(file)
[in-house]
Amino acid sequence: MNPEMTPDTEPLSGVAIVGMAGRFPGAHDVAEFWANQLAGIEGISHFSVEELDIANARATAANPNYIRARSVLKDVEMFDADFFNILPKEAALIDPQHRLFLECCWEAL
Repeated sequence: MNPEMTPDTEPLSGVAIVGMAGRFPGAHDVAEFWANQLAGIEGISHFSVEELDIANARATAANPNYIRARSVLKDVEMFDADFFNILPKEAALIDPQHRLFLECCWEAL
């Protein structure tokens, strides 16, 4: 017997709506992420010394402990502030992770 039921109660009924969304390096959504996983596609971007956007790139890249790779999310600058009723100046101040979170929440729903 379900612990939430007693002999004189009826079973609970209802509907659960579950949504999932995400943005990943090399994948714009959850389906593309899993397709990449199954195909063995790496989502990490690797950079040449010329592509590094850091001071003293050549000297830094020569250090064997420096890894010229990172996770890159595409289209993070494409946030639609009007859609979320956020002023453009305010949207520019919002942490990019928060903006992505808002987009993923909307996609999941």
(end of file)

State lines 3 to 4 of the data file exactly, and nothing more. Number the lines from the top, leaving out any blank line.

Repeated sequence: MNPEMTPDTEPLSGVAIVGMAGRFPGAHDVAEFWANQLAGIEGISHFSVEELDIANARATAANPNYIRARSVLKDVEMFDADFFNILPKEAALIDPQHRLFLECCWEAL
């Protein structure tokens, strides 16, 4: 017997709506992420010394402990502030992770 039921109660009924969304390096959504996983596609971007956007790139890249790779999310600058009723100046101040979170929440729903 379900612990939430007693002999004189009826079973609970209802509907659960579950949504999932995400943005990943090399994948714009959850389906593309899993397709990449199954195909063995790496989502990490690797950079040449010329592509590094850091001071003293050549000297830094020569250090064997420096890894010229990172996770890159595409289209993070494409946030639609009007859609979320956020002023453009305010949207520019919002942490990019928060903006992505808002987009993923909307996609999941």